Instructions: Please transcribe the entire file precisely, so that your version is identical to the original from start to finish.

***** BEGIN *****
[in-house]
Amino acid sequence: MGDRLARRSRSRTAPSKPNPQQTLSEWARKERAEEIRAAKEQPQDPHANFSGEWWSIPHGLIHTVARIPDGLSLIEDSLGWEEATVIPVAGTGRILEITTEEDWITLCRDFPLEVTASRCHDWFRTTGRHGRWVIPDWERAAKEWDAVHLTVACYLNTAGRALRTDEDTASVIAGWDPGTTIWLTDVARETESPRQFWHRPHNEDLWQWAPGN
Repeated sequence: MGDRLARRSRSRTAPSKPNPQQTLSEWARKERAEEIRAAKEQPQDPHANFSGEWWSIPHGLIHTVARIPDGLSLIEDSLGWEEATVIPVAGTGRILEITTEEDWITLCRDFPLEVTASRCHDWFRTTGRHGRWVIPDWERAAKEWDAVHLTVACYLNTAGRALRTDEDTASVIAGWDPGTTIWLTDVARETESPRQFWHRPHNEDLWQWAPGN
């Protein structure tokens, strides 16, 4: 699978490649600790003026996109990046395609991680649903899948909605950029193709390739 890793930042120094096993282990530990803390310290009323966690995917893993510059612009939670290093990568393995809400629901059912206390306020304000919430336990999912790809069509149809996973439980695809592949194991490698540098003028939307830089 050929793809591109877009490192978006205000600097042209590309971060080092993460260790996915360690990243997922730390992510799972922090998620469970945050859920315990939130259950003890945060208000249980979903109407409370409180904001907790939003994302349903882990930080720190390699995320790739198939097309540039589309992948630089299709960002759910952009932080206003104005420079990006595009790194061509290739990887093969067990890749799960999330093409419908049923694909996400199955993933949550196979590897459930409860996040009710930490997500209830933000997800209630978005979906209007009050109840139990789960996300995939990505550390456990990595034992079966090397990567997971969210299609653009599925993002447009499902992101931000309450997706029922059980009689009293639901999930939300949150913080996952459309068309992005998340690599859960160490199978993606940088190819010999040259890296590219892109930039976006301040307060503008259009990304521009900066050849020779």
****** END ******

[in-house]
Amino acid sequence: MGDRLARRSRSRTAPSKPNPQQTLSEWARKERAEEIRAAKEQPQDPHANFSGEWWSIPHGLIHTVARIPDGLSLIEDSLGWEEATVIPVAGTGRILEITTEEDWITLCRDFPLEVTASRCHDWFRTTGRHGRWVIPDWERAAKEWDAVHLTVACYLNTAGRALRTDEDTASVIAGWDPGTTIWLTDVARETESPRQFWHRPHNEDLWQWAPGN
Repeated sequence: MGDRLARRSRSRTAPSKPNPQQTLSEWARKERAEEIRAAKEQPQDPHANFSGEWWSIPHGLIHTVARIPDGLSLIEDSLGWEEATVIPVAGTGRILEITTEEDWITLCRDFPLEVTASRCHDWFRTTGRHGRWVIPDWERAAKEWDAVHLTVACYLNTAGRALRTDEDTASVIAGWDPGTTIWLTDVARETESPRQFWHRPHNEDLWQWAPGN
């Protein structure tokens, strides 16, 4: 699978490649600790003026996109990046395609991680649903899948909605950029193709390739 890793930042120094096993282990530990803390310290009323966690995917893993510059612009939670290093990568393995809400629901059912206390306020304000919430336990999912790809069509149809996973439980695809592949194991490698540098003028939307830089 050929793809591109877009490192978006205000600097042209590309971060080092993460260790996915360690990243997922730390992510799972922090998620469970945050859920315990939130259950003890945060208000249980979903109407409370409180904001907790939003994302349903882990930080720190390699995320790739198939097309540039589309992948630089299709960002759910952009932080206003104005420079990006595009790194061509290739990887093969067990890749799960999330093409419908049923694909996400199955993933949550196979590897459930409860996040009710930490997500209830933000997800209630978005979906209007009050109840139990789960996300995939990505550390456990990595034992079966090397990567997971969210299609653009599925993002447009499902992101931000309450997706029922059980009689009293639901999930939300949150913080996952459309068309992005998340690599859960160490199978993606940088190819010999040259890296590219892109930039976006301040307060503008259009990304521009900066050849020779």